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February 12, 1921

A concert by the Cleveland Symphony Orchestra, conducted by Nikolai Sokoloff, was the first of six appearances by the orchestra at Vassar, gifts of Mary Castle Norton ex-’77. Maestro Sokolff’s program included the Rachmaninoff Symphony No 2, in E Minor, the prelude to Saint-Saëns Le Déluge featuring violinist Louis Edlin, the Danses Caracteristiques from Tschaikowsky’s ballet Casse-Noissette, and the prelude to Wagne’s Die Meistersinger. Writing in The Miscellany News, “L.K.” found Sokoloff’s “reading of the whole” of Rachmaninoff’s symphony “unusually sympathetic and convincing,” and she observed that the orchestra’s appearance “won the whole-hearted appreciation of all who heard it.”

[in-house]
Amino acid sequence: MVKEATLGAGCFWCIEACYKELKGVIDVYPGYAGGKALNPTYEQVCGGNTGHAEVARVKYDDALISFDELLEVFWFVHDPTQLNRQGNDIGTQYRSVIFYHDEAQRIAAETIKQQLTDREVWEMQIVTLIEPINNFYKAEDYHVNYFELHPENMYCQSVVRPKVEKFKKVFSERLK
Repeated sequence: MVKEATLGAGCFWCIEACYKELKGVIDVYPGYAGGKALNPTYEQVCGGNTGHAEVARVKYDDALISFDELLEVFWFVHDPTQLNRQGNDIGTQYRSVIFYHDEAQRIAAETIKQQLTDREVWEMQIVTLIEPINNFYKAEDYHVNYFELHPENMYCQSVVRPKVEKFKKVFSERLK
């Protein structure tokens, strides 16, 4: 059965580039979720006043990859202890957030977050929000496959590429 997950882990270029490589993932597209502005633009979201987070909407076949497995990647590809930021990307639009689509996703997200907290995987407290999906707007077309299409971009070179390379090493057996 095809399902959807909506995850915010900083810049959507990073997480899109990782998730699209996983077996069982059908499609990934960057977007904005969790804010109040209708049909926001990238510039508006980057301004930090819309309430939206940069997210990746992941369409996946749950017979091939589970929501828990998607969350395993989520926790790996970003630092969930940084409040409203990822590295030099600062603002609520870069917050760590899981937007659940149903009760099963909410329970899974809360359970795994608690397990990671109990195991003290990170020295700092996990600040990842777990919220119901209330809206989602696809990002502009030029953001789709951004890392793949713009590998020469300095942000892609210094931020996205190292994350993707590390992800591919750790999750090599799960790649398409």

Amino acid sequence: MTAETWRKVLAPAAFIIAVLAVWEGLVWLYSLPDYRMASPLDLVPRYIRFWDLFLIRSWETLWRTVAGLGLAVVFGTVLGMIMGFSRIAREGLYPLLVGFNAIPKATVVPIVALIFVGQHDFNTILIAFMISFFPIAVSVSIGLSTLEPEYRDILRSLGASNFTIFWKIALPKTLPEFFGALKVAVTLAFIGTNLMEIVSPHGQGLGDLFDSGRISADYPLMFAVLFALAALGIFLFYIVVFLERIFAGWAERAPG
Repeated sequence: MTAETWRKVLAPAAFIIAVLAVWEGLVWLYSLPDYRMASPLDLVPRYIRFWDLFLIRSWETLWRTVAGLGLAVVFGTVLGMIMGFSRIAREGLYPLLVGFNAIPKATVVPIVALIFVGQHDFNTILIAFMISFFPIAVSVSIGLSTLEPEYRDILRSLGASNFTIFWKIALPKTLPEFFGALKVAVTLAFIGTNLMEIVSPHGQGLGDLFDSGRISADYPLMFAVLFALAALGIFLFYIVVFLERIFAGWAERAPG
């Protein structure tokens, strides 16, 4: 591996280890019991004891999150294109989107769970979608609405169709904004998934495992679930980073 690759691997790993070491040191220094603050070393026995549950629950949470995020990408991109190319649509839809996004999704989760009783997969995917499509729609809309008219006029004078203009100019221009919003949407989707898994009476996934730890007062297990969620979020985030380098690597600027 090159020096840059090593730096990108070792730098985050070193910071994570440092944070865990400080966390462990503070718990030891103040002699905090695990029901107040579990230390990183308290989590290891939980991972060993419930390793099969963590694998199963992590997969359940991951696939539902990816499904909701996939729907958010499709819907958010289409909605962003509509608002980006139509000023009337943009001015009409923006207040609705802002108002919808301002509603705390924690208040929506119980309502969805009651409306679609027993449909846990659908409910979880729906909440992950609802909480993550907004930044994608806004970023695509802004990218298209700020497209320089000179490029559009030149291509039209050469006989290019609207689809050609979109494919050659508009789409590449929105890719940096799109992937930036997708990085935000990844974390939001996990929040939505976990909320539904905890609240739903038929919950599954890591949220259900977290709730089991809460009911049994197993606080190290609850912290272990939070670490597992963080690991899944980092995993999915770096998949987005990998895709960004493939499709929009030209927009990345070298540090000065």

The Cleveland Symphony was the culmination of the lifelong work of Adella Prentiss Hughes ’90, a music major at Vassar and a Cleveland native, who was the first woman in America to establish and manage a symphony orchestra. Beginning her impresarial career in 1898, she founded the Musical Arts Association in Cleveland in 1915 and the orchestra in 1918. “Mrs. Hughes,” “L.K.” reported, “has herself built up the orchestra within the last two years, though such an achievement seems almost incredible after listening to such finished work.”

Mrs. Norton, the wife of Cleveland industrialist and philanthropist David Z. Norton, continued the Vassar concerts by the Cleveland Orchestra until her death on January 3, 1928. “Her last visit,” said the notice of her death in The Miscellany News, “was last spring for the fiftieth reunion of her class. Illness prevented her presence at the concert last December.” Her husband is reported to have died twelve hours after Mrs. Norton’s funeral.

The Years